Yes.  Last month we implemented a trial program where our supplier got our standing orders from another location.  We are a very large facility and our standing order is at least 100 RBCs a day.  During the beginning of the trial (no returns allowed) we quickly got oversupplied, at one point we hit twice our optimum level.  Our O Neg inventory was unethical.  The supplier agreed to take back some of the units because there was a glitch in the cancelling process.  I insisted they also take back some of the O Neg.

35 minutes ago, Kip Kuttner said:

I suggest, rather than blaming the blood supplier, opening a dialog with them and being prepared to do some work on your part to help improve the blood supply would be more productive.  No one wants patients to die for lack of an appropriate blood product when transfusion is indicated.

Sorry, I hope you don't feel I was blaming any suppliers.  I do not envy the job you have, it must be really hard keeping a facility like us, and the rest of the country, happy.

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On ‎01‎/‎17‎/‎2020 at 12:10 PM, Cliff said:

This is not acceptable.  Can they import from other regions?  I won't tell you what we stock (it's a lot), but we have all of our inventory at optimum levels at this point.

Thanks Cliff.  I've worked in those very large institutions.  Nice to be able to transfuse 400 O+ in night (of course I only had 3 left). 

Seems to me that ARC is biased towards the "big" users.  Anyway, we'll survive, and hopefully our patients will too.

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On ‎01‎/‎17‎/‎2020 at 1:25 PM, Kip Kuttner said:

Does your facility have an active part in the acquisition and stewardship of these DONATED gifts?  I would think working with your supplier to find a way to increase the available inventory would be of benefit to all.  For example does your facility help publicize blood drives and or encourage staff to donate. Does your facility hold successful blood drives?

We have a successful blood drive every 8-10 weeks.  The problem, as I see it, is that the ARC does not understand the small hospital BB situation.  We are at least 2 hrs from our overstock and 3 hrs from the Red Cross distribution site.  My feelings are that the 7 small hospitals in Northern NH and Vt should be receiving units w the best outdates.  After 2 weeks we should be able to ship them all to institutions who use significantly more products per week than the 7 of us combined do.  Anyway, I don't want to go on a diatribe, suffice it to say that I think the rural hospital blood banks are not understood by the major suppliers.  I can go 2-3 weeks without a transfusion and months without thawing plasma.  Unfortunately, when my need is critical, usually my inventory levels are too (at least O+ and O=).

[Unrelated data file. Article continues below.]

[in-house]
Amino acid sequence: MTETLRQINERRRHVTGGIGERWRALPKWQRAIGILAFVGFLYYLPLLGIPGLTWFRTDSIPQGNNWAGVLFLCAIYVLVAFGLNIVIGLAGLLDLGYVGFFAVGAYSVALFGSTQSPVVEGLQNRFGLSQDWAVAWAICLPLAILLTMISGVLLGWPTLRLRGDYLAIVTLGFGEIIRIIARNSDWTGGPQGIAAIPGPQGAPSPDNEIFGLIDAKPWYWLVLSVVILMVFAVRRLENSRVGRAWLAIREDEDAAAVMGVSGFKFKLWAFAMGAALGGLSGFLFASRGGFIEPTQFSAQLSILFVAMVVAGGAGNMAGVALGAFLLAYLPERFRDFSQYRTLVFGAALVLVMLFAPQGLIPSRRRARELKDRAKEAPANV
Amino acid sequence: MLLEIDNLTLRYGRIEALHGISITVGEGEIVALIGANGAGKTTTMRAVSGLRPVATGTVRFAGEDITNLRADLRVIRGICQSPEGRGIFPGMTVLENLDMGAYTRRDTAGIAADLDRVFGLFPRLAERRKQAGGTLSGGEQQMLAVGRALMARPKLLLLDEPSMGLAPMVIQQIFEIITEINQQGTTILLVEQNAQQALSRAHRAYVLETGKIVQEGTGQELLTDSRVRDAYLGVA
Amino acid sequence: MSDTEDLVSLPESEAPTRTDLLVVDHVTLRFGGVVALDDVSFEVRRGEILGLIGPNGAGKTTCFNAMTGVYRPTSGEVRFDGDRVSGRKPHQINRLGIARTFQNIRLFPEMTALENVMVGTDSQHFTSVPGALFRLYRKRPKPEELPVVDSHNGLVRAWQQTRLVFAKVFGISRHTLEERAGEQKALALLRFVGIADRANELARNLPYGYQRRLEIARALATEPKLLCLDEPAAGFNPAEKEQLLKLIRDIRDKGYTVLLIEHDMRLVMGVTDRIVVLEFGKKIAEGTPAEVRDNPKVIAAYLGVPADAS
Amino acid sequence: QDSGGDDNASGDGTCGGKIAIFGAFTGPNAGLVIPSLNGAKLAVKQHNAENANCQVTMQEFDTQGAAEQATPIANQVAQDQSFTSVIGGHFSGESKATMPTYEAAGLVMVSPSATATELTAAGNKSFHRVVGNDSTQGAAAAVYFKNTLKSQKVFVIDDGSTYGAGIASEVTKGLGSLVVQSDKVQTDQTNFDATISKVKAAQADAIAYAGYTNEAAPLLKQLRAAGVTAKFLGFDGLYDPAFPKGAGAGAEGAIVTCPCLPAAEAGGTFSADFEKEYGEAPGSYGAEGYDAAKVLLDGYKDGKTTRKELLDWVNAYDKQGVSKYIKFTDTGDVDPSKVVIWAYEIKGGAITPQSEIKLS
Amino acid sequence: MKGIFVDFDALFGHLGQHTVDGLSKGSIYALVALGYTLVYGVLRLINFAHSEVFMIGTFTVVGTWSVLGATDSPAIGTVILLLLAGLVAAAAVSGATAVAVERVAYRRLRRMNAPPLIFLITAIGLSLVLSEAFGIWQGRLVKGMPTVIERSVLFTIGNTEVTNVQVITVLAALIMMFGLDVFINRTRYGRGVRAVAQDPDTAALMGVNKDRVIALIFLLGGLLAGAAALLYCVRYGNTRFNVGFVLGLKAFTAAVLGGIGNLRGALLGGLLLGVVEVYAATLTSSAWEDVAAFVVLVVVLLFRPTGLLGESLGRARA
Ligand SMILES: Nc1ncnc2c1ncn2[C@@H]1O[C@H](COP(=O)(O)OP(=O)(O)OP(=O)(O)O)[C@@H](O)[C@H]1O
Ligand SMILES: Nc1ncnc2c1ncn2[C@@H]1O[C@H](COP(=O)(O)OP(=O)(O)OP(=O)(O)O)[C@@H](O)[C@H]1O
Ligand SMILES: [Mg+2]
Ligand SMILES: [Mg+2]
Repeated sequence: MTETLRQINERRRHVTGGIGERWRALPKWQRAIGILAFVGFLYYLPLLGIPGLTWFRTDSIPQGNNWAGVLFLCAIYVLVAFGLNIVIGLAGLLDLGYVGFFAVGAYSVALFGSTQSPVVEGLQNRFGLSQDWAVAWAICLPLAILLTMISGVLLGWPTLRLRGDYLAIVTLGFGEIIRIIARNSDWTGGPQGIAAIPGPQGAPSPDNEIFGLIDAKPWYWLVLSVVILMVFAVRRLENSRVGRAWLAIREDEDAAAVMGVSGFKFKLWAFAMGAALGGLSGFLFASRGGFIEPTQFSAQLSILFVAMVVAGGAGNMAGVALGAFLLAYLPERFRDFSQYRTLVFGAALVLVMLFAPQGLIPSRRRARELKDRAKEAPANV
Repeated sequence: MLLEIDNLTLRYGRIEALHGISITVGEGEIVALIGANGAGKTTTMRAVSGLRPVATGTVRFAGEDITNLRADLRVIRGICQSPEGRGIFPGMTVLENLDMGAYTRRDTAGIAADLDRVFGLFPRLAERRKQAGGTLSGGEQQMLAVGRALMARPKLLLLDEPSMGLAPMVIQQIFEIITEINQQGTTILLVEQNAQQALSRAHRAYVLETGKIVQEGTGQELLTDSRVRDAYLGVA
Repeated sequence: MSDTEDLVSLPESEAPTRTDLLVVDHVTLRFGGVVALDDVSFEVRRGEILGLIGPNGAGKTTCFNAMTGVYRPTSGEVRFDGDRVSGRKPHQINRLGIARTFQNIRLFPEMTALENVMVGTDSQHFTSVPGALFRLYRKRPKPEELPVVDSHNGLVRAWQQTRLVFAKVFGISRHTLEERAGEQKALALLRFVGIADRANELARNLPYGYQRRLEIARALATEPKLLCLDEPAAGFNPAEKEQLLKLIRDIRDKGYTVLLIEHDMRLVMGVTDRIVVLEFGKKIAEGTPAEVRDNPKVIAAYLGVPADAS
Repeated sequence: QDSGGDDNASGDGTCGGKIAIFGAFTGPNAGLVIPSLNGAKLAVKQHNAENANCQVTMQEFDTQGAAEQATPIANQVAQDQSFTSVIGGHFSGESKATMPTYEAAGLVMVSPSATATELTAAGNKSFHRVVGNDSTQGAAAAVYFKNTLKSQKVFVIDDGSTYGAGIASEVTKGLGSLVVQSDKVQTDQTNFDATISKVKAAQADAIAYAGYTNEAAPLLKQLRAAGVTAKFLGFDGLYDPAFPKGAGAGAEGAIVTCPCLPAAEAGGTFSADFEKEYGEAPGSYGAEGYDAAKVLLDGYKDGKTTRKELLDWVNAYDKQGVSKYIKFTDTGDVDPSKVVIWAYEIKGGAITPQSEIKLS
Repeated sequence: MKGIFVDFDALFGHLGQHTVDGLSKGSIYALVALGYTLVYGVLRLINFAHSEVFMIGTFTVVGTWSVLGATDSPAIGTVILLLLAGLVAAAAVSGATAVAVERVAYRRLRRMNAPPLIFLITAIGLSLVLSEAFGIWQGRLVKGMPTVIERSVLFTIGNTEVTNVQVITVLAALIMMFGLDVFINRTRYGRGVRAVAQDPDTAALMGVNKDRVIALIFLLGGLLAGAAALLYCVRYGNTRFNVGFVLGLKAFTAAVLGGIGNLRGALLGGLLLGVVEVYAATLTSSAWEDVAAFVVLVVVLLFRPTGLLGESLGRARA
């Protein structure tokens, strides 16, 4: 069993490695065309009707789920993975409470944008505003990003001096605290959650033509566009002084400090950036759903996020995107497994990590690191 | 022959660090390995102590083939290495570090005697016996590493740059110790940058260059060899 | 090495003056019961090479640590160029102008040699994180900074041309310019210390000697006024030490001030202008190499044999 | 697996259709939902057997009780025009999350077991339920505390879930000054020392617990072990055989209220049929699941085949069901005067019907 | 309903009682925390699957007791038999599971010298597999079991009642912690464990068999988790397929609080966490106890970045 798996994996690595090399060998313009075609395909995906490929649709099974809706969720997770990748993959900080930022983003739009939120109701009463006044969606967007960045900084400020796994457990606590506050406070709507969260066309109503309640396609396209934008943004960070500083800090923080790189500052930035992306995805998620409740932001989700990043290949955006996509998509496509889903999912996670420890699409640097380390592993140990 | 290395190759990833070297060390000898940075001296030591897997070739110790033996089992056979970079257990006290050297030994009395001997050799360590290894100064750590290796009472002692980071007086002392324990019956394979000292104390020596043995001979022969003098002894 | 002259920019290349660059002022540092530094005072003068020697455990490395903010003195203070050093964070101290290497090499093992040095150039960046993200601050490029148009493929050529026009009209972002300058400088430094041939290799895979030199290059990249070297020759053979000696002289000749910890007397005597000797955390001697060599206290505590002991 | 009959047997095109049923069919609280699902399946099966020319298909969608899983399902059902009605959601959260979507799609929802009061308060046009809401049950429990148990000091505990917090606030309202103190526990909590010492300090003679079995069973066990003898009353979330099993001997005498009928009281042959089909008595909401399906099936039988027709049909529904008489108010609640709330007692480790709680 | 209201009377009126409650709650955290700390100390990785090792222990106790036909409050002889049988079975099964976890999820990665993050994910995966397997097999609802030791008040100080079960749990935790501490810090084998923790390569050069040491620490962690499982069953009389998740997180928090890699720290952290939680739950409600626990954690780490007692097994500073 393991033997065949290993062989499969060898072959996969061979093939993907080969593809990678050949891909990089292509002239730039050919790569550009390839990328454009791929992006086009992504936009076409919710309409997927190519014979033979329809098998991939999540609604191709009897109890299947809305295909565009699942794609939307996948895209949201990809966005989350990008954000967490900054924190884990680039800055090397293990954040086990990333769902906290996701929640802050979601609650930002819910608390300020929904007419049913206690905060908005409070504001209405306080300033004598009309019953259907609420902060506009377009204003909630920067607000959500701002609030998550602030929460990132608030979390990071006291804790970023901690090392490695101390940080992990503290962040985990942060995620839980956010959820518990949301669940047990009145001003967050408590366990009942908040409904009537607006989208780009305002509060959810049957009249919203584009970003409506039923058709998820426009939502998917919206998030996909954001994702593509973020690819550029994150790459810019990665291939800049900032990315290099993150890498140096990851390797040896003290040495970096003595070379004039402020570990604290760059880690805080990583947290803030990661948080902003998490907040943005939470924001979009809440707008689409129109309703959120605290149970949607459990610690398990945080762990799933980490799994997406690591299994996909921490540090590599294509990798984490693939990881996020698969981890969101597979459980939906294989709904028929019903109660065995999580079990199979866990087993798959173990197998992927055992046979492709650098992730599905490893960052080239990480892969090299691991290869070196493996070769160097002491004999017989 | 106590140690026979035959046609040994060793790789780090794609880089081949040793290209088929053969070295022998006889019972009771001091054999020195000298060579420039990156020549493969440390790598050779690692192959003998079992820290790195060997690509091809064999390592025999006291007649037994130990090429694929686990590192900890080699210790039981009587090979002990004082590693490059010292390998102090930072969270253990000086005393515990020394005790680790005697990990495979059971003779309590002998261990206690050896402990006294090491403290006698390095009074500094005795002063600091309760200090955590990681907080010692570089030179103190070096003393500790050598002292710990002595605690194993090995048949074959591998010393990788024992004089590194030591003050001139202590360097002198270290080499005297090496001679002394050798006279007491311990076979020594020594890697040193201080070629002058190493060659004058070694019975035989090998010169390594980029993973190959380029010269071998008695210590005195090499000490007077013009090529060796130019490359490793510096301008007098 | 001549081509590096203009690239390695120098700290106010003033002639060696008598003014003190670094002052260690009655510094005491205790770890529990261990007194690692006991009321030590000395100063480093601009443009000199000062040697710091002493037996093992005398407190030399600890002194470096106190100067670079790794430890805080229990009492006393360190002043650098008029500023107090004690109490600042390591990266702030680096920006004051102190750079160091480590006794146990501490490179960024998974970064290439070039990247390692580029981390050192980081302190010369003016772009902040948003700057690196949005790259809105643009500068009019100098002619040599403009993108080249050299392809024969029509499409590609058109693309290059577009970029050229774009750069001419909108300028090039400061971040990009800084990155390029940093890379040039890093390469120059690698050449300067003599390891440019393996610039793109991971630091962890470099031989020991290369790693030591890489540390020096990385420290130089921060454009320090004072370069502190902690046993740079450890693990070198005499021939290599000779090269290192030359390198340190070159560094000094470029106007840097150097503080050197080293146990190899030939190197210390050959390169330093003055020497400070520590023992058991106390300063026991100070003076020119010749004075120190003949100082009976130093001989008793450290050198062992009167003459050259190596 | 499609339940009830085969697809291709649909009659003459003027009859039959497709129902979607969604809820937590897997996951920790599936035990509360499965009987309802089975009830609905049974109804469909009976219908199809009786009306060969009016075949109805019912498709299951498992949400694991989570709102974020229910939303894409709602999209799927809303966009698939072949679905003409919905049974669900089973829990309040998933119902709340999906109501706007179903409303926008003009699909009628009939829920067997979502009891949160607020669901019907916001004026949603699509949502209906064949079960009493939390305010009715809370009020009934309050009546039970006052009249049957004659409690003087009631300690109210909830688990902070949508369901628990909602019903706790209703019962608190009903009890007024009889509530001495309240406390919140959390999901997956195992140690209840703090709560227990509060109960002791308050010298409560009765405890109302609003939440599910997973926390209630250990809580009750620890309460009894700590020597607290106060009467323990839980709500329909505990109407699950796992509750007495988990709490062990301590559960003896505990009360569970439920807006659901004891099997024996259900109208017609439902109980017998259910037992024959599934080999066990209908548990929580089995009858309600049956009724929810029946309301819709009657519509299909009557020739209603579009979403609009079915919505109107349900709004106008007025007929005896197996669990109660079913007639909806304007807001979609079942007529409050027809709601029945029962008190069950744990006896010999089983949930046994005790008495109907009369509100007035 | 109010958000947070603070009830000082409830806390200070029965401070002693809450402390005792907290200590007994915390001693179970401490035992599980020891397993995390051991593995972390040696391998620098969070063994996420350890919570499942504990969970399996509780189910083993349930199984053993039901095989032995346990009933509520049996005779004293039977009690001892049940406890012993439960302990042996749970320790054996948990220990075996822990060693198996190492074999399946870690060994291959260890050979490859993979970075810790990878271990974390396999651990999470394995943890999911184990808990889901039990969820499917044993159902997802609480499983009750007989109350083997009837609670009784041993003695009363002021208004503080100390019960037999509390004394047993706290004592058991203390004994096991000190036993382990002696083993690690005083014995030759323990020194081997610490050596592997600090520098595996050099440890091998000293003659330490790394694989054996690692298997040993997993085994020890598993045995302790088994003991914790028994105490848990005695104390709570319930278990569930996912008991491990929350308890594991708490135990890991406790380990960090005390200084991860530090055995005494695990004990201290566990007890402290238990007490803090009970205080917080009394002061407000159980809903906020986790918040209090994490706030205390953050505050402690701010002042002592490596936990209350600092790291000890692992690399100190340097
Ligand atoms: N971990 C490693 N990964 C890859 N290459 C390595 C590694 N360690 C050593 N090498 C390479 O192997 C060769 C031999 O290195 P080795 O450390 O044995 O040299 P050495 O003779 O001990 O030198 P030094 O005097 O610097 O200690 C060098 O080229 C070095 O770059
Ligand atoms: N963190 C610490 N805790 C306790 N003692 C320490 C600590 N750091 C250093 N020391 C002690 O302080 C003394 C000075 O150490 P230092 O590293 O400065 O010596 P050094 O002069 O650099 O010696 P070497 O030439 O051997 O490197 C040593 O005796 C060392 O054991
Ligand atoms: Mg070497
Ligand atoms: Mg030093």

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I understand David's point and agree 100000%.  Having worked in 50 bed, 500 bed and 1200 bed hospitals and hospitals in small towns, suburbia, and big university medical centers, blood suppliers DO NOT understand the smaller places that can go days without transfusing.  

It is everyone's responsibility to be good stewards of this very precious resource.  Inventory management from the supplier level down to the techs in the blood banks is critical to making sure every patient everywhere can get what they need as quickly as possible.  

 

 

 

 

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We are a System in the Northwest and since going to a standing order at our largest facility, it has helped. However, we also have three small, rural CAH facilities, and the smaller facilities are waiting sometimes 4-5 days to restock O's. We have level 2, 3 and 4 trauma centers in the System and Oncology infusion at three sites. Platelets seem to be the biggest shortage lately. Our oncology population uses most of those. We have not implemented formal rationing but after a couple of very high use days recently, we are going to discuss it late this week. Right now the Providers are asked if the transfusion need is immediate or if it can wait for more product to come and hope for a "gentlemen's agreement" between the providera. If anyone has a formal process to ration that they can share I would appreciate it. 

We know we use more blood than anyone else in our region, but we also now have blood drives at every hospital site in our System and in the communities we serve.  It is very frustrating to know the day could come soon when we don't have the products we need. Platelets are only collected in one site for our region. We have asked the ARC regional board to try to address that.